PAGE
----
A unique single button found with the skeleton of a British soldier killed by King Cetshwayo’s victorious army at the battle of Isandlwana on January 22, 1879 has led to his positive identification.
“This is a truly remarkable discovery,” said Arthur Konigkramer, chairman of Amafa, the provincial heritage body administering the historic battlefield.
“The button is unique as it belonged to Colour-Sergeant M.C. Keane and he was the only member of the General Staff Corps at Isandlwana. He was staff clerk to Colonel John Crealock, military secretary to Lord Chelmsford, commander of the British invasion of Zululand.”
“If the button had come from the uniform of a soldier of the 24th Regiment, he could never have been identified as hundreds of them died at Isandlwana and are among the 1300 men buried there.”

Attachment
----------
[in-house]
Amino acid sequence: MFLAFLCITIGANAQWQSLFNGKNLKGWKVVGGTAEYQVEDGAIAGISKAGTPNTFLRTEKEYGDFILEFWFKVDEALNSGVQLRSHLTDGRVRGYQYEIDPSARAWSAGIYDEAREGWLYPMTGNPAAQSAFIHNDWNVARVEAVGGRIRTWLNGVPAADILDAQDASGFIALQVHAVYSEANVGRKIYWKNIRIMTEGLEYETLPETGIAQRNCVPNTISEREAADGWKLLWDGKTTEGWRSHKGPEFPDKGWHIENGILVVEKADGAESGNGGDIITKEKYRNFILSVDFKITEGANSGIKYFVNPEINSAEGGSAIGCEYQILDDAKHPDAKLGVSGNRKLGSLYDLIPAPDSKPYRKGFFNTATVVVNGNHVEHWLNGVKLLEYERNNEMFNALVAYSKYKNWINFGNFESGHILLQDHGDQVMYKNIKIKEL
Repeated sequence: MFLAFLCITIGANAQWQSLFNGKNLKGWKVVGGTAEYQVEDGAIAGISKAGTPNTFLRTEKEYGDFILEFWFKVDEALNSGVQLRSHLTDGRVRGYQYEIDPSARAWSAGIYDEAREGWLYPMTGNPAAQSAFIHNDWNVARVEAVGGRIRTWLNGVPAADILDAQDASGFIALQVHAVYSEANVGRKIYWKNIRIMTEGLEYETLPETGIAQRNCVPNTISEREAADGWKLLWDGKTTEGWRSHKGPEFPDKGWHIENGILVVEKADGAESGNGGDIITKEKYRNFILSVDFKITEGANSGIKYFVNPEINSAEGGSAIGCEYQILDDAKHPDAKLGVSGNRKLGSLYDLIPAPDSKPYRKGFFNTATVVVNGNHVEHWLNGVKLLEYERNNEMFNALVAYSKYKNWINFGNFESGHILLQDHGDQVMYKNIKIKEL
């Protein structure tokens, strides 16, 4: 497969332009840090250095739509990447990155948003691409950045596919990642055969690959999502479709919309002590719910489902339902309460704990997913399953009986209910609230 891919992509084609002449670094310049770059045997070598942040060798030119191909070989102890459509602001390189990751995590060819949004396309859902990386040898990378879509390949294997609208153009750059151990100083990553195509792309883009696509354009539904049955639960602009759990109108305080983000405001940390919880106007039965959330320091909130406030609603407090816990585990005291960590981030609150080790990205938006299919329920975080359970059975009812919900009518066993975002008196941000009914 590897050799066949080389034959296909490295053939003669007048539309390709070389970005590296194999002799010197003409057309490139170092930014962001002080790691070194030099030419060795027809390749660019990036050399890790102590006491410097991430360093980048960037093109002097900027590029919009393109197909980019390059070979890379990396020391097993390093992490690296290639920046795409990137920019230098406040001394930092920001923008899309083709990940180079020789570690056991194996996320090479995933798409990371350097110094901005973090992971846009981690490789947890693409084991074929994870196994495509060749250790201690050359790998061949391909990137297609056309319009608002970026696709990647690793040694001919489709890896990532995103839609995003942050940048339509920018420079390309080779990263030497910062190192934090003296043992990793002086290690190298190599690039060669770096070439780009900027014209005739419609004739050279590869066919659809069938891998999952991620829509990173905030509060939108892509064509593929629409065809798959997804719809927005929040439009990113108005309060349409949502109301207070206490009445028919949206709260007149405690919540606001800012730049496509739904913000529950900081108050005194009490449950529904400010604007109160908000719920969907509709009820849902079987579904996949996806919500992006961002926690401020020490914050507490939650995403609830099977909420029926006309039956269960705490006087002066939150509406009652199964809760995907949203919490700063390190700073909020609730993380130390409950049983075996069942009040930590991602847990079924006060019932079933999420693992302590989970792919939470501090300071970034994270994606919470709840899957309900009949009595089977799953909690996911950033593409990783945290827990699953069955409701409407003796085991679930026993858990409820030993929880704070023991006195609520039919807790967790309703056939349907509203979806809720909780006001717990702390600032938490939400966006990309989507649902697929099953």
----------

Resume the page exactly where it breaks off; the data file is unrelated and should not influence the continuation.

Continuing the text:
Konigkramer said Ezemvelo KZN staff, responsible for nature conservation on the site, were digging foundations for guards’ accommodation in April when they found a half-intact skeleton. Amafa archaeologists later unearthed a single button next to the remains.
“We sent a photograph to John Young, a military medal expert in London, who was able to identify it and the soldier who wore it,” said Konigkramer.
“Keane was not a front-line soldier and was likely one of the last to abandon camp at Isandlwana when it was obvious the Zulu were overwhelming it,” he said.
“He was probably on horseback which would explain his body being found some way down the Fugitives’ Trail along which survivors fled towards the uMzinyathi river and the safety of Natal.